Business owners focus most of their time on building, managing, and growing their companies.

Taking care of their personal financial planning is equally as important, but often ignored.

Investment, Pension, Insurance, Tax, and Estate planning are complex matters. A quick high-level overview of some of the main topics which your financial adviser can help to plan and arrange would include the following:


Protecting your Income

Employment income is the bedrock of family finances. Employees of the state and large corporations usually have income protection insurance built into their employment contracts. The same cannot be said for self-employed business owners / directors who need to take out adequate income protection cover in case of long-term illness. To cushion the cost, premium payments can qualify for tax relief.


Co-Director / Keyperson Insurance

Most companies in Ireland are small enterprises. The illness or death of a director or key employee can be devastating to the continuation of the business. Various types of business insurance along with proper planning can help protect the economic viability of the company, remaining directors, and the dependents of a deceased director.


Investing Surplus Company Funds

Surplus cash not required for ongoing business operations is often left on deposit at a bank. The purchasing power of that cash is eroded by low deposit rates and increasing levels of inflation. There may also be a tax surcharge on certain undistributed income held on deposit. Setting up a corporate investment account might be an appropriate solution for companies in this situation.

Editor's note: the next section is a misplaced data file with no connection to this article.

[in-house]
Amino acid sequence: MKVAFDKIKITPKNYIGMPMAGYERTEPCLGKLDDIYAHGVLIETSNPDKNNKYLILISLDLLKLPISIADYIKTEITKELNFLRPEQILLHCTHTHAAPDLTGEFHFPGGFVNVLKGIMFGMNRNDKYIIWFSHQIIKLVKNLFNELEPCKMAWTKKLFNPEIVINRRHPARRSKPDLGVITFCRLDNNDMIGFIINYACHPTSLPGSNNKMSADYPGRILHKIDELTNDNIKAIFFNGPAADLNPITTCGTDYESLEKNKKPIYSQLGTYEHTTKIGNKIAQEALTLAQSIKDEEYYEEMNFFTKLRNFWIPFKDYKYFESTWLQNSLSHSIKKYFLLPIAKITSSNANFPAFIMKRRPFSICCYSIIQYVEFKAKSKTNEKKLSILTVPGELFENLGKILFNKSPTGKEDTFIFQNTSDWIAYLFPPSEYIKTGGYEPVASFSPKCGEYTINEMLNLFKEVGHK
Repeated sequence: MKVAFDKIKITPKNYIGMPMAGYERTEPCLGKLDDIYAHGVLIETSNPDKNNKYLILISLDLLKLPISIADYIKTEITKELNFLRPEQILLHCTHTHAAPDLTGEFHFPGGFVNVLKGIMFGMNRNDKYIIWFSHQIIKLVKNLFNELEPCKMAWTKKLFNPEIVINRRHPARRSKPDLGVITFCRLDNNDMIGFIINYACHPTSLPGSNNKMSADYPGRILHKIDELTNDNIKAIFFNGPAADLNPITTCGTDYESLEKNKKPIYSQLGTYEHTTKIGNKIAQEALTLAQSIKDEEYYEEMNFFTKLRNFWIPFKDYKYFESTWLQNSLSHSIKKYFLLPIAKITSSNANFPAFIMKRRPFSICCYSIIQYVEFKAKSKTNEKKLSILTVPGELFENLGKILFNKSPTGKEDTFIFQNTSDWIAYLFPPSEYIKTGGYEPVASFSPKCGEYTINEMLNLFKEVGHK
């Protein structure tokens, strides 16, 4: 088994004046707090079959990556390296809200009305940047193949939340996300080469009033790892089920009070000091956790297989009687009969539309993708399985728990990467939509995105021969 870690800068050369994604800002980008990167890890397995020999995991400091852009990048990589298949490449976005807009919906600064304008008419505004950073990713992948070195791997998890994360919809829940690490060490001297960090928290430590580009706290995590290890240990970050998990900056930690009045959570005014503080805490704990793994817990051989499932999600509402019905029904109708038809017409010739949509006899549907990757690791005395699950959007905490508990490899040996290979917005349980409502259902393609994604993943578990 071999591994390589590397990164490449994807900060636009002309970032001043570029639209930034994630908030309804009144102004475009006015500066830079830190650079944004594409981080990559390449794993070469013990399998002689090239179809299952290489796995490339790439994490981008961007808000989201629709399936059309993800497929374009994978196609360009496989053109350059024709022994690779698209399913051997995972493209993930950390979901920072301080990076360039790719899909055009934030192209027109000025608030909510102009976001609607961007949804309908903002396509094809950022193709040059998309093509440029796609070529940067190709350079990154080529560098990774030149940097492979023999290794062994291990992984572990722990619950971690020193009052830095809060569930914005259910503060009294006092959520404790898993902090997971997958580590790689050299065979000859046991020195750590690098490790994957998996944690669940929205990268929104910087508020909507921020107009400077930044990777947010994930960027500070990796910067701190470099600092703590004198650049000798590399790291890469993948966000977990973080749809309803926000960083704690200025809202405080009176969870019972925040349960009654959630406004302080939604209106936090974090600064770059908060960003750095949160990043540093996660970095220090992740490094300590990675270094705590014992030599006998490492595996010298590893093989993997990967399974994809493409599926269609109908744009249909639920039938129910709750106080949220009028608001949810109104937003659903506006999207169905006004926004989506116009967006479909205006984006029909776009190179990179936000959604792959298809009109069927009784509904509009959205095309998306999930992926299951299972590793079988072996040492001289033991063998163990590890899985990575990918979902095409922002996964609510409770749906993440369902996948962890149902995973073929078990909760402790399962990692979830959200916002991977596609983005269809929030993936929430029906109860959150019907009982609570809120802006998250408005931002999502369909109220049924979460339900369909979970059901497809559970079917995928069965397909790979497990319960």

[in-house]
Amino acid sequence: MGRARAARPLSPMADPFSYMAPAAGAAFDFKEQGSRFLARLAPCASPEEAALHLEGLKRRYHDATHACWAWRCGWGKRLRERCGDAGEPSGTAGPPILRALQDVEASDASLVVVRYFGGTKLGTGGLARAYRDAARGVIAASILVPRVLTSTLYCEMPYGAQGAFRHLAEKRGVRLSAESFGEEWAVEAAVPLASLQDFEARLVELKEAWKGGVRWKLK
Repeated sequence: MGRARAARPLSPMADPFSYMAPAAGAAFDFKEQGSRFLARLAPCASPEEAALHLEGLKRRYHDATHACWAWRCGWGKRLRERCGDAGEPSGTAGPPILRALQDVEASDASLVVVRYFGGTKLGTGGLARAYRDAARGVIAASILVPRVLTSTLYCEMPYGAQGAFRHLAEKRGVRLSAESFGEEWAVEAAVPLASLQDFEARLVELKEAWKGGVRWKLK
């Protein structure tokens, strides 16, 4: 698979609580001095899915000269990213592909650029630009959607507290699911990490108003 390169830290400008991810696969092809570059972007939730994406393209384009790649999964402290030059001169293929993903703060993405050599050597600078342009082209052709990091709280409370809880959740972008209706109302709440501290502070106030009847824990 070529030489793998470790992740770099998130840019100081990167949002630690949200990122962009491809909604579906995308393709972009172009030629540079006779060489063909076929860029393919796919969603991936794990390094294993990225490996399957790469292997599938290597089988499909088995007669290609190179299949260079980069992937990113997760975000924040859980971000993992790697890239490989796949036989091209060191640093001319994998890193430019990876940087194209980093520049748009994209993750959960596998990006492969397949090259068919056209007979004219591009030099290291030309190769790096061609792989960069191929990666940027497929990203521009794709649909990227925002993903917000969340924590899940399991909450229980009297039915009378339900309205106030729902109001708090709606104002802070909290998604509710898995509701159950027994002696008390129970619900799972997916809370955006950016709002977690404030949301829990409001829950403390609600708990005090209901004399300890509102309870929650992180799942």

Funding your Pension

Pension planning is often put on the ‘long finger’ by business owners. In addition to providing long-term financial security independent of the business, pension funding is a smart way to transfer pre-tax company earnings to personal wealth. Company directors without a pension can potentially arrange for the company to transfer many multiples of their annual salary as a once-off pension contribution to make up for unfunded prior years.


Drawing down your Pension

Deciding how and when to begin pension drawdown requires careful planning. Depending on the structure, it can be possible to begin drawing down pension income as early as age 50 or as late as age 75. Retiring a pension scheme doesn’t necessarily mean you cease work. It can also be arranged to stagger drawdowns at different ages depending on need, tax implications, estate plans etc. Investments held in the pre-retirement pension accounts can carry over into the post-retirement accounts (including property).


Each of the above topics requires proper planning at the outset and ongoing management as part of the annual review process.


John McWey
Ardbrack Financial Limited


Disclaimer: The content of this article is for general information purposes only. It does not constitute tax or investment advice as it does not take into account the investment objectives, knowledge and experience or financial situation of any particular person or persons. You are advised to obtain professional tax and investment advice suitable to your own individual circumstances. Ardbrack Financial Limited makes no representations as to the accuracy; validity or completeness of the information contained herein and will not be held liable for any errors or omissions.

Ardbrack Financial Limited is regulated by the Central Bank of Ireland.  Registered Office: 5 Guardwell, Kinsale, Co. Cork, Ireland Tel: + 353 21 4773833; Registered in Ireland: Company Number: 569286, Directors; J McWey, M McWey